• Large outdoor events (performances and shows) should not take place, except for drive-in events.
  • You can continue to travel to venues or amenities which are open but should aim to reduce the number of journeys you make where possible.
  • Avoid travelling outside of your area, including for overnight stays other than where necessary, such as for work, education, youth services, to receive medical treatment, or because of caring responsibilities. You can travel through other areas as part of a longer journey.
  • For international travel see the Foreign, Commonwealth and Development Office travel advice for your destination and the travel corridors list.

Individuals:

  • Must wear a face covering in those areas where this is mandated.
  • Must not meet socially indoors or in most outdoor places with anybody they do not live with, or who is not in their support bubble, this includes in any private garden or at most outdoor venues.
  • Must not socialise in a group of more than 6 in some other outdoor public spaces, including parks, beaches, countryside accessible to the public, a public garden, grounds of a heritage site or castle, or a sports facility – this is called the ‘rule of 6’.

Find out more about the measures that apply in Tier 3 areas at

https://www.gov.uk/guidance/tier-3-very-high-alert

What do these Tiers mean for business?

Whilst the Regulations as drafted have a significant impact on the hospitality industry and selected sectors of the economy, on this occasion the Government has decided to lessen controls in other areas and particularly not to continue to close retail businesses generally, preferring instead social distancing measures.

We strongly recommend that businesses undertake a risk assessment and that they have a plan in place to ensure that they can react and adjust their business practices should their local area transit to another Tier (either higher or lower).

The Government has provided very little practical guidance as to what this means for businesses (other than hospitality).

General practical tips

  • Implement and monitor a culture of good practice as part of the Government’s Hands. Face. Space. policy.
  • Review your current handwashing arrangements. Are they correctly sited, would additional signage and posters (with graphics) assist in identifying them and correct hand washing procedure etc.?
  • Review your current awareness of handwashing/sanitising generally, both within the workplace, getting into work, after toilet visits, and after tea and lunch breaks.
  • With staff groups >6 people, create a rota for lunch rooms, etc, to ensure that rooms are not over capacity, or designate areas for staff groups (increasingly a problem as we head into winter and people are more likely to be having lunch indoors).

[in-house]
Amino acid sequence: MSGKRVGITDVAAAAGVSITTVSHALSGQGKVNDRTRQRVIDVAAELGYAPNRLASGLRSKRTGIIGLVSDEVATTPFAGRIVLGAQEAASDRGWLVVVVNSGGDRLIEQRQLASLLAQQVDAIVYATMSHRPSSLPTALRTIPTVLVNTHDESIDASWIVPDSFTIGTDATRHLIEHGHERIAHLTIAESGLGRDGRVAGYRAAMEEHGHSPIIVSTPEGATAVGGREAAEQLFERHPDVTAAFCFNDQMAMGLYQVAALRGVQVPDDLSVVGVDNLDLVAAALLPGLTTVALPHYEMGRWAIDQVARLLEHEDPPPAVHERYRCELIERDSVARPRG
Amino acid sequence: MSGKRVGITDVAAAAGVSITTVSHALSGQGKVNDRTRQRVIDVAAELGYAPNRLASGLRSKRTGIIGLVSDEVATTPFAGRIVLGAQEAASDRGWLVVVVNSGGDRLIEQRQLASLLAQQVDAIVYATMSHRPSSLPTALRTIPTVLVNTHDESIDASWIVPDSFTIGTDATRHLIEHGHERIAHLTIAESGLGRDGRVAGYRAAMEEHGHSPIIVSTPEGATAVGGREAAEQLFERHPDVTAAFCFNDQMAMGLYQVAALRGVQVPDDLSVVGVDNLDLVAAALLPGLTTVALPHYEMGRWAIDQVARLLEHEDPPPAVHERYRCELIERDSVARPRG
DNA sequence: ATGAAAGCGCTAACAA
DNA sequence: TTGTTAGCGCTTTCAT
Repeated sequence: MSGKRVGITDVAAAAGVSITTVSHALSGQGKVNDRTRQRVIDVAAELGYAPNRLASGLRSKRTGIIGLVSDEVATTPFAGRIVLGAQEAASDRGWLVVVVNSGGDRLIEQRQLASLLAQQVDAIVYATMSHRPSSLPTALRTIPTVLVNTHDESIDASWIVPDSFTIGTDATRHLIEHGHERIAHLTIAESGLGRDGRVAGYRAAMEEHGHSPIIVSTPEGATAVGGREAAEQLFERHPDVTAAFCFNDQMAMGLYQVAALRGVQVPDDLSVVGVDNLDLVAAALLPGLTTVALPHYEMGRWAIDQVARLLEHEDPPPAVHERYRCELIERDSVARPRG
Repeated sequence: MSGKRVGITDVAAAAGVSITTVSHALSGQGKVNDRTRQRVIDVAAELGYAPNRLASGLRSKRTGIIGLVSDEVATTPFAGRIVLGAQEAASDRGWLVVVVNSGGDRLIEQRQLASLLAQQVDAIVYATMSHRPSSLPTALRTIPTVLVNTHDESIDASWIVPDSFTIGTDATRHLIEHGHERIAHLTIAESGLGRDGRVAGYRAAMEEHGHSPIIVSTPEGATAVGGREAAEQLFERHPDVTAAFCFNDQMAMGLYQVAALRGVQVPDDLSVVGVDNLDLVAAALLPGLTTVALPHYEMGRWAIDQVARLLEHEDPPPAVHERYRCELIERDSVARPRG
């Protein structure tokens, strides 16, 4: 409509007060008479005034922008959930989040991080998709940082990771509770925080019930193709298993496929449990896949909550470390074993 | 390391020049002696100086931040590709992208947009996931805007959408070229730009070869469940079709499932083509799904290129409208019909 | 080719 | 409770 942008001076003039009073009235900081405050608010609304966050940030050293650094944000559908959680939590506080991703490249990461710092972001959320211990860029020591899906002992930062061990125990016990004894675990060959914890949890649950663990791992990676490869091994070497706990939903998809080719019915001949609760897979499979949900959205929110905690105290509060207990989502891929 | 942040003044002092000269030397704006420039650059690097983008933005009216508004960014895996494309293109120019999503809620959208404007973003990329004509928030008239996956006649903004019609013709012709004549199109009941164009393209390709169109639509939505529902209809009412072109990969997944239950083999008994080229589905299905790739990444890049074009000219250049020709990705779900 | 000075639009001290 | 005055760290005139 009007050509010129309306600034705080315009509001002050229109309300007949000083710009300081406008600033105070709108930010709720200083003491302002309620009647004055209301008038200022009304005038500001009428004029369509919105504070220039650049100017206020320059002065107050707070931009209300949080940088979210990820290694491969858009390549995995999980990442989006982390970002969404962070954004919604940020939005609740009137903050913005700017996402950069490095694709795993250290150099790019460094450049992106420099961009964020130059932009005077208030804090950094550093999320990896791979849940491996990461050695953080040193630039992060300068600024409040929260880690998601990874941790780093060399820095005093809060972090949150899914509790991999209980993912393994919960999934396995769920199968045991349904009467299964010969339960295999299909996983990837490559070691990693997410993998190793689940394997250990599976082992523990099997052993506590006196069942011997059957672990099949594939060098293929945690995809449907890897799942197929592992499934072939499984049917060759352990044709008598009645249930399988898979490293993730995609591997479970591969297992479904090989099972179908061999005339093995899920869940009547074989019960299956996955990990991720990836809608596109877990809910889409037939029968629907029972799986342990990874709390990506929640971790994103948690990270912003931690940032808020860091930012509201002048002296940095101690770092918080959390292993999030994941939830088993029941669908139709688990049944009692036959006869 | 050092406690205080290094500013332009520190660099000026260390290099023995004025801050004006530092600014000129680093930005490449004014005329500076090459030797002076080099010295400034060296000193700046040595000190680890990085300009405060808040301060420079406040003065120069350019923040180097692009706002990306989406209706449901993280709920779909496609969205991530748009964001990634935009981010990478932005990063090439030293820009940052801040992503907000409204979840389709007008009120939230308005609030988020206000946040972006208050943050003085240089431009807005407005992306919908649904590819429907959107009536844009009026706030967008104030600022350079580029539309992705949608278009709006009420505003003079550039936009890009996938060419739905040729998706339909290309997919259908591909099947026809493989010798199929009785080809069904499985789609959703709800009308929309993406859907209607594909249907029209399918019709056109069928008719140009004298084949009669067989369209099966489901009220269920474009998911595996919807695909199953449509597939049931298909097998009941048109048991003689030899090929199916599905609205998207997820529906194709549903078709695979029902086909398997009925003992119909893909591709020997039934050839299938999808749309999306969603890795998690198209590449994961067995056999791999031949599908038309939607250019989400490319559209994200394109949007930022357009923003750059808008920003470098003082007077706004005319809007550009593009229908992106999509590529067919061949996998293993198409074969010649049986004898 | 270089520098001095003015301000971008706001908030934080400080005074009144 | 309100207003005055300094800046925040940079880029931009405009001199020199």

• Review your current cleaning schedule for communal areas/surfaces, e.g. door handles, door surfaces, buttons/hatches, light switches, keypads, work bench surfaces, kettles, fridge doors, coffee machines, vending machines, etc. Consider whether to display a clear rota to be signed upon completion.
  • To reduce likelihood of discarded used face mask/PPE being found in communal areas - provide extra bins, e.g. in tea-rooms/communal areas.
  • Team meetings on conference apps with groups <6 in multiple rooms.
  • Track and Trace NHS app.

Covid Secure Standards

Covid secure standards are now mandatory and all businesses and organisations now face stricter rules to make their premises COVID Secure. Government guidance can be found at:

https://assets.publishing.service.gov.uk/media/5eb9703de90e07082fa57ce0/working-safely-during-covid-19-shops-branches-200910.pdf

Further guidance, including templates and resources have been produced by the HSE which can be found at:

https://www.hse.gov.uk/coronavirus/working-safely/index.htm

Businesses in the Medium tier

As members of the public can meet indoors subject to the rule of 6, businesses are advised to implement and maintain social distancing measures. The standard 2 metre rule is in force; however, businesses can maintain 1 metre distancing provided further precautions such as face coverings are in use.

Test drives can still be undertaken provided the Government guidance regarding car sharing is followed. It should be noted that it is difficult to socially distance during car journeys and as such this increases the risk of staff becoming infected. You can reduce the risk of transmission by:

  • Opening windows for ventilation.
  • Travelling side by side or behind other people rather than facing them, where seating arrangements allow.
  • Facing away from each other.
  • Considering seating arrangements to maximise distance between people in the vehicle.
  • Cleaning your car between journeys using standard cleaning products - make sure you clean door handles and other areas that people may touch.
  • Asking the driver and passengers to wear a face covering.

Businesses in the High tier

As there is a higher risk of infection, businesses should consider additional precautions such as reducing the number of staff and limiting the visitors present on site, as well as enhanced cleaning processes, etc. Consideration should be given to additional checks on staff and visitors upon entry, such as temperature checks. Provision of alcohol gel and hand-washing facilities should be increased. Whilst not mandatory, consideration should be given to contact tracing and whether to display the NHS QR code to aid track and trace.

Members of the public are advised to reduce travel and not to travel outside of the area but this is not mandatory.

Test drives can still be undertaken provided the Government guidance regarding car sharing is followed (see above). Consideration should be given as to whether unaccompanied test drives are an appropriate measure to reduce risks.

Businesses in the Very High tier

As there is a very high risk of infection businesses should pay close attention to the information and controls in their area. Whilst ‘Covid-secure‘ businesses can remain open consideration should be given as to whether business closure should be implemented to protect staff and visitors.

Where businesses remain open, additional precautions such as reducing the number of staff and limiting the visitors present on site, as well as enhanced cleaning processes, etc, are highly recommended. Consideration should be given to conducting business outside and at a distance where possible. Visitors to the site should be limited and where possible additional checks should be undertaken upon entry such as temperature checks. Staff should be closely monitored and removed from the workplace where possible.

Members of the public are advised to reduce travel and not to travel outside of the area but this is not mandatory.

Consideration should be given to stopping test drives. Where these do continue, unaccompanied test drives are strongly recommended to reduce risks.

General Note

Don’t forget, the current Regulations are in draft only. At the time of writing, the Government is still debating them and so this is guidance only and subject to change. As an RMI member you have access to the RMI Legal advice line, as well as a number of industry experts for your assistance. Should you find yourself in the situation above, contact us at any stage for advice and assistance as appropriate.